Here are a few recent zoning/development articles we thought we'd share as we all enjoy the short work week.
In my last post, I addressed how, between 2006 and 2011, the Supreme Judicial Court had made it easier for developers to challenge abutters' legal standing to maintain zoning appeals. However, while the Commonwealth's high court was making life easier for developers, the Appeals Court was making it harder.
Massachusetts law has permitted neighbors to appeal zoning decisions for many decades. Like any civil action, abutter plaintiffs in zoning appeals must demonstrate that they have a substantive stake in the outcome-that they will be harmed if their neighbors' permits are allowed to stand. At Phillips & Angley, we have posted many blog entries on this topic of standing in abutter zoning appeals. The standing case law that has accumulated over the years has generally been intended to place a threshold hurdle in front of abutters' rights to appeal their neighbors' permitting. In particular, however, the pendulum of standing has swung back and forth, between making that hurdle higher and lower. Starting in 2012, we left an era in which standing was more difficult to prove to a period where many of the basic limitations on standing have been effectively removed. The following is the first in a series of two posts that look at this-nearly incoherent-progression. This post focuses on how good developers had it at the beginning of 2012.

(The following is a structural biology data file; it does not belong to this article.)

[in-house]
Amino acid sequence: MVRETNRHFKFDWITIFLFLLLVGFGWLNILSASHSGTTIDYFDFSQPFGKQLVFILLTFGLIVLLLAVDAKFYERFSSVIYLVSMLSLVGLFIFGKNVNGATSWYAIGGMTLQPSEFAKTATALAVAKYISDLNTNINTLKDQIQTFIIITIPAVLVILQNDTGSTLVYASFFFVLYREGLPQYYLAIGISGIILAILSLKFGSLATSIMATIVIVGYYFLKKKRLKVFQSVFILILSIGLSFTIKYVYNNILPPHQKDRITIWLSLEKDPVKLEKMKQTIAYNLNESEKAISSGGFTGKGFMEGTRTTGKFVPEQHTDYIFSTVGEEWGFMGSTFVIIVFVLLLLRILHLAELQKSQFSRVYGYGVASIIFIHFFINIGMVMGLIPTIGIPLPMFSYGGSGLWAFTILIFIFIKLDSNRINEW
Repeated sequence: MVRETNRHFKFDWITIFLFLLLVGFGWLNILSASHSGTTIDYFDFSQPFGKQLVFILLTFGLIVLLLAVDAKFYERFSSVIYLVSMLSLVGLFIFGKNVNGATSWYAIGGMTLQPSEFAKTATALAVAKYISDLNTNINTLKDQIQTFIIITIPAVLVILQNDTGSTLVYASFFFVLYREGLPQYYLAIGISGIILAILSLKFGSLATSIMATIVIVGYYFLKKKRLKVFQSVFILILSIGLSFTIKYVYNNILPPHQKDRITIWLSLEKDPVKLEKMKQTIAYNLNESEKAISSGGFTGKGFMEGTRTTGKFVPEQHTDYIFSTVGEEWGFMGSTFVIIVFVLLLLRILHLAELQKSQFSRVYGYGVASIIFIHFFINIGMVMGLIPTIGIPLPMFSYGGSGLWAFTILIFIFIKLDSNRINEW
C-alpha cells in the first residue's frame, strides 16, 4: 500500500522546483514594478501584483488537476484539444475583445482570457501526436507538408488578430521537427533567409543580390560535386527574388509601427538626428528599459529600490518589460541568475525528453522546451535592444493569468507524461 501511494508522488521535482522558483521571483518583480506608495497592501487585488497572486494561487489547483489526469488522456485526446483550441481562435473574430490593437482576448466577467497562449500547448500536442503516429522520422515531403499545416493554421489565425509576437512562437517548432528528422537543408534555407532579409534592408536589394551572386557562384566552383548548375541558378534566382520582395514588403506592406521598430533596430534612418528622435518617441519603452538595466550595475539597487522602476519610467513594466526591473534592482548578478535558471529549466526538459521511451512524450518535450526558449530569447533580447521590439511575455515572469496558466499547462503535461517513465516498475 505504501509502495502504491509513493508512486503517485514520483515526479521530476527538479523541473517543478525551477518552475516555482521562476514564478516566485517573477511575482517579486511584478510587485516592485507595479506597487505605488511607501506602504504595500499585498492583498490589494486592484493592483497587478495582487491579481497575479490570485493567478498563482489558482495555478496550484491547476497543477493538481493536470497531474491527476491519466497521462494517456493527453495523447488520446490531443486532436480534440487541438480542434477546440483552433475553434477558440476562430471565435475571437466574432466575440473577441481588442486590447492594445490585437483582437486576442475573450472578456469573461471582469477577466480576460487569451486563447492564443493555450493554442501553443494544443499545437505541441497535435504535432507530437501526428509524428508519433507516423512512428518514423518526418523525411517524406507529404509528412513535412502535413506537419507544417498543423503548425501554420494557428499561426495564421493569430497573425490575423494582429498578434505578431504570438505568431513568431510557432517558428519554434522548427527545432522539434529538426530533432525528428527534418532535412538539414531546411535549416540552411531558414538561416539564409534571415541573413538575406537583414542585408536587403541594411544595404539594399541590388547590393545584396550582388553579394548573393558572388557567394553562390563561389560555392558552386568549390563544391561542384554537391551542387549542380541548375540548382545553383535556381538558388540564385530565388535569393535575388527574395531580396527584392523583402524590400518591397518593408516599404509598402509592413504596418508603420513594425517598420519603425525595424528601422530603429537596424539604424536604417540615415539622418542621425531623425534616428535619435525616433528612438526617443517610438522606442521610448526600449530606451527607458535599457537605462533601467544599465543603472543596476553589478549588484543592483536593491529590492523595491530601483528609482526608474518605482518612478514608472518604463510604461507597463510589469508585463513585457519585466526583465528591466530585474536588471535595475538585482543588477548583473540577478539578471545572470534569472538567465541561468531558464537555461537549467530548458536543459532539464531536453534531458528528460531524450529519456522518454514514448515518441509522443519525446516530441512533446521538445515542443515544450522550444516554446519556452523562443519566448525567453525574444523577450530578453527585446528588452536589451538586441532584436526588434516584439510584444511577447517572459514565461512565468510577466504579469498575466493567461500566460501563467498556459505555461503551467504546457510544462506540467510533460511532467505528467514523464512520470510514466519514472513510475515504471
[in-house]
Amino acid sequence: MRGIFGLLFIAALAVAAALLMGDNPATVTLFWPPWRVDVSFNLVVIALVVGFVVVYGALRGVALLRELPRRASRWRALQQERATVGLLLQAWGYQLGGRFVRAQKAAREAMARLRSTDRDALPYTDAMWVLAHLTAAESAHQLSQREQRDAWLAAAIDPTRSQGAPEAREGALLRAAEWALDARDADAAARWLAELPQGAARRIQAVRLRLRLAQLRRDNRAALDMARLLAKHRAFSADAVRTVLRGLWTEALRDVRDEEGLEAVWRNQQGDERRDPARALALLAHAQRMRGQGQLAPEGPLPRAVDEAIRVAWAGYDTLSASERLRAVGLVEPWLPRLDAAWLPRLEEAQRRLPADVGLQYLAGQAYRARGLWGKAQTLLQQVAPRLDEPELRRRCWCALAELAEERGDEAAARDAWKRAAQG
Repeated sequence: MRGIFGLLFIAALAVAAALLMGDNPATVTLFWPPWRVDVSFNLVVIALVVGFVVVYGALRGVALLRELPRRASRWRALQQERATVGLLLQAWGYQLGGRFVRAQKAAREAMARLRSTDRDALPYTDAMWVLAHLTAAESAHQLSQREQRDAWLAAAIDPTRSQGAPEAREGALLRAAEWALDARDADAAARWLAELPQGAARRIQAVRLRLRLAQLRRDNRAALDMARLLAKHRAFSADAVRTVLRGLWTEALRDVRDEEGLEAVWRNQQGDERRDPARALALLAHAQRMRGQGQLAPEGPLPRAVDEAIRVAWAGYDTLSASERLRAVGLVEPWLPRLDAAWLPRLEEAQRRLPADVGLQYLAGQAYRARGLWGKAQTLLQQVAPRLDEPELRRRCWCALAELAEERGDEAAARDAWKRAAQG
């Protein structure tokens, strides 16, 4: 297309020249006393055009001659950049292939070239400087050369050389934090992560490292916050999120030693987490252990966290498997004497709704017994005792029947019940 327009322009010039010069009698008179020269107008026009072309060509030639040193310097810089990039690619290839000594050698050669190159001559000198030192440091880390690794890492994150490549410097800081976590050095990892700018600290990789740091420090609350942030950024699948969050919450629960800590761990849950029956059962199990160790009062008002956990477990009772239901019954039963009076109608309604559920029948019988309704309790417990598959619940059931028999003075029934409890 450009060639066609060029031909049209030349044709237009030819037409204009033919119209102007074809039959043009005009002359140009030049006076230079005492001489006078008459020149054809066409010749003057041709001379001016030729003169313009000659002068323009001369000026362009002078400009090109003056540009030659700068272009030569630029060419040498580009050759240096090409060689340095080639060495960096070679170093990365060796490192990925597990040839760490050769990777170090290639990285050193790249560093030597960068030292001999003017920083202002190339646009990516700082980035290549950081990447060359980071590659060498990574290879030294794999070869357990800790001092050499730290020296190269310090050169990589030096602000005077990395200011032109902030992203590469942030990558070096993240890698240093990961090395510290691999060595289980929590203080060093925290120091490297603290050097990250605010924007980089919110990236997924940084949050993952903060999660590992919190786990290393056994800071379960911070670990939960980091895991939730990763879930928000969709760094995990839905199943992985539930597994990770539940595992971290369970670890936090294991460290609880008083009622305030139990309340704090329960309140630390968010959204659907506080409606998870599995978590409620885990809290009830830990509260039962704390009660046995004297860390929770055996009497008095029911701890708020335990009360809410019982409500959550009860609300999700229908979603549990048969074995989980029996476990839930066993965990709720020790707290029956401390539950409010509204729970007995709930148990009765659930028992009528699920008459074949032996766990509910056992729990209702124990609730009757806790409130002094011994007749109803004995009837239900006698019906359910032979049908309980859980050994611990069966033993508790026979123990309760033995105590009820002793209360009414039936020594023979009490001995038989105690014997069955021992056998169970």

Today we offer a quick refresher of sorts. When it comes to real estate development-whether it be incorporating a new use, building a structure, or somehow otherwise modifying the existing conditions on site-there are several sources of laws and other "restrictions" that the developer and/or landowner should be aware of in advance. These include the following: